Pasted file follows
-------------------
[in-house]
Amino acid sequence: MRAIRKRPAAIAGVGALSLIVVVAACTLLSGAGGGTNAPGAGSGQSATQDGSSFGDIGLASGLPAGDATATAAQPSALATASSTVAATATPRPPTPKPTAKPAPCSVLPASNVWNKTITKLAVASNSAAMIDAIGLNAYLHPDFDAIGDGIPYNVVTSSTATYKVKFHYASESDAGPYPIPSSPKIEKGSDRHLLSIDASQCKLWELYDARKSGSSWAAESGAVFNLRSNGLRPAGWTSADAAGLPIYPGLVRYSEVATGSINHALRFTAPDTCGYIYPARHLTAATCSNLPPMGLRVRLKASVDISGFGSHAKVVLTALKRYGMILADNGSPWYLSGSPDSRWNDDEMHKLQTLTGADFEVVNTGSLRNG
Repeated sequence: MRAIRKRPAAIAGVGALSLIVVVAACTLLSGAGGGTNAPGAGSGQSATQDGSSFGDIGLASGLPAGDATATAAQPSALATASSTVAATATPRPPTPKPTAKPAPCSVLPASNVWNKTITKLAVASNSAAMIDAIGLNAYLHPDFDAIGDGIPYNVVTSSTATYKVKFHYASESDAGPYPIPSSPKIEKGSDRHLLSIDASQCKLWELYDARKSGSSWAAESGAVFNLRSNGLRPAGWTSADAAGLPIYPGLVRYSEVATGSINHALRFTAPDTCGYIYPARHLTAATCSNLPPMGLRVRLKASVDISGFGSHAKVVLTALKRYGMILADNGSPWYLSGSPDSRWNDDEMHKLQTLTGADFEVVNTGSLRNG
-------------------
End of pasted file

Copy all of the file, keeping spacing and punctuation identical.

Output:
[in-house]
Amino acid sequence: MRAIRKRPAAIAGVGALSLIVVVAACTLLSGAGGGTNAPGAGSGQSATQDGSSFGDIGLASGLPAGDATATAAQPSALATASSTVAATATPRPPTPKPTAKPAPCSVLPASNVWNKTITKLAVASNSAAMIDAIGLNAYLHPDFDAIGDGIPYNVVTSSTATYKVKFHYASESDAGPYPIPSSPKIEKGSDRHLLSIDASQCKLWELYDARKSGSSWAAESGAVFNLRSNGLRPAGWTSADAAGLPIYPGLVRYSEVATGSINHALRFTAPDTCGYIYPARHLTAATCSNLPPMGLRVRLKASVDISGFGSHAKVVLTALKRYGMILADNGSPWYLSGSPDSRWNDDEMHKLQTLTGADFEVVNTGSLRNG
Repeated sequence: MRAIRKRPAAIAGVGALSLIVVVAACTLLSGAGGGTNAPGAGSGQSATQDGSSFGDIGLASGLPAGDATATAAQPSALATASSTVAATATPRPPTPKPTAKPAPCSVLPASNVWNKTITKLAVASNSAAMIDAIGLNAYLHPDFDAIGDGIPYNVVTSSTATYKVKFHYASESDAGPYPIPSSPKIEKGSDRHLLSIDASQCKLWELYDARKSGSSWAAESGAVFNLRSNGLRPAGWTSADAAGLPIYPGLVRYSEVATGSINHALRFTAPDTCGYIYPARHLTAATCSNLPPMGLRVRLKASVDISGFGSHAKVVLTALKRYGMILADNGSPWYLSGSPDSRWNDDEMHKLQTLTGADFEVVNTGSLRNG